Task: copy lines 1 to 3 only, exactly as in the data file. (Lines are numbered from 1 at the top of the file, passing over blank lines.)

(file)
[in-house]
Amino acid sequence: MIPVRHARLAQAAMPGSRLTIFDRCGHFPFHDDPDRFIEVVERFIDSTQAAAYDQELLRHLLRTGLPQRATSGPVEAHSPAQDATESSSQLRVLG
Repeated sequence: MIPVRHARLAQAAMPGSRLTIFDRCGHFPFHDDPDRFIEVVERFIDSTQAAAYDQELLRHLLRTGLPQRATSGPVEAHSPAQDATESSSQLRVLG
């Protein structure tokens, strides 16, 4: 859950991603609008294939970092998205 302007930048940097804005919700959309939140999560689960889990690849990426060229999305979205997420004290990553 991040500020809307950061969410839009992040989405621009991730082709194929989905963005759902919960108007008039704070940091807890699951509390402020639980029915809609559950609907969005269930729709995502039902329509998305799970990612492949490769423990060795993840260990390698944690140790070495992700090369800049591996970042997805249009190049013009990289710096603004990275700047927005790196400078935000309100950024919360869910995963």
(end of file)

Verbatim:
[in-house]
Amino acid sequence: MIPVRHARLAQAAMPGSRLTIFDRCGHFPFHDDPDRFIEVVERFIDSTQAAAYDQELLRHLLRTGLPQRATSGPVEAHSPAQDATESSSQLRVLG
Repeated sequence: MIPVRHARLAQAAMPGSRLTIFDRCGHFPFHDDPDRFIEVVERFIDSTQAAAYDQELLRHLLRTGLPQRATSGPVEAHSPAQDATESSSQLRVLG